There is a low level of productivity and poor work ethic being displayed by public servants in Trinidad and Tobago.
This is the view of Agriculture Minister Clarence Rambharat who, while addressing the Cunupia Business Chamber Annual Dinner and Awards Function, on Saturday, said it was becoming customary that when the public interface with public servants, it seemed they were asking for favours.
“The fact is that when we interface with members of the public service it seems now like you asking a favour. You have to wait until they reach to work; you have to stand up outside and wait for them to open the offices. Then, you have to wait again if lunch-time comes around because they put up a sign saying ‘Closed for lunch’.”
He said this was because there were no proper systems in place to hold public servants accountable for their actions.
“We have a very bureaucratic system that requires the public service commission to deal with every aspect of hiring, firing and disciplining of people. And, this system does not work in the way it should work,” he said.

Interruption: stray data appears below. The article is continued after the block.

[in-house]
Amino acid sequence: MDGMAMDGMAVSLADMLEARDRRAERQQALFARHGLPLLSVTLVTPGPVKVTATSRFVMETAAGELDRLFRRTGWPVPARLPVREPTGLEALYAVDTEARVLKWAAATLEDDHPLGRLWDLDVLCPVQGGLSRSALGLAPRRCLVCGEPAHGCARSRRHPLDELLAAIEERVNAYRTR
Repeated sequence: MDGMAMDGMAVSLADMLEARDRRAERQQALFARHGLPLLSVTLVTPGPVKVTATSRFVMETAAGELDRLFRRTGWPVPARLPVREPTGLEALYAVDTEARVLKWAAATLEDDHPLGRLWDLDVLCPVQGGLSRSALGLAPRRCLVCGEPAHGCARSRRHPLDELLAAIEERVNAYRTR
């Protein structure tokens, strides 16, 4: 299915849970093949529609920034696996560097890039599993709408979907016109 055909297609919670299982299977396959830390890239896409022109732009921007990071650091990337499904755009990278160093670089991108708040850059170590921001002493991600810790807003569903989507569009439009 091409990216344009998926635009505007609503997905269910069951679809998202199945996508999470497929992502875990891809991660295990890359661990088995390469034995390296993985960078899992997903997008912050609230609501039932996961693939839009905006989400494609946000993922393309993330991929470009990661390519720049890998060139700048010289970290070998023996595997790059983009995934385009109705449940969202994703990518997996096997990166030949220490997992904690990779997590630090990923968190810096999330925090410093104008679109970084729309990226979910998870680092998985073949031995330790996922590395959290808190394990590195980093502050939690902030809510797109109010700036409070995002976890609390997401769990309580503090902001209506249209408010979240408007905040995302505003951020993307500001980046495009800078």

Not only do citizens have to spend hours waiting to access services, the minister added, but they also have to put up with the attitudes of some public-sector employees. “They show poor attitude to work and it is like you are doing them a favour by employing them.”
At a time when the country’s revenue was low, Rambharat said public servants need to watch how they spend taxpayers money.
“We have to continuously look at the expense side of what we do. The fact is this county is run by a public service that pays no attention to the expense side. We need to look carefully at the containment of expenses, managing cash-flow and matching cash-flow. A lot of times we run a country where we spend out of habit. It eventually catches up with us. Our revenue situation as a country really gives us an opportunity to contain our expenditure.”
Chamber president Rasheed Ali presented awards to business owners.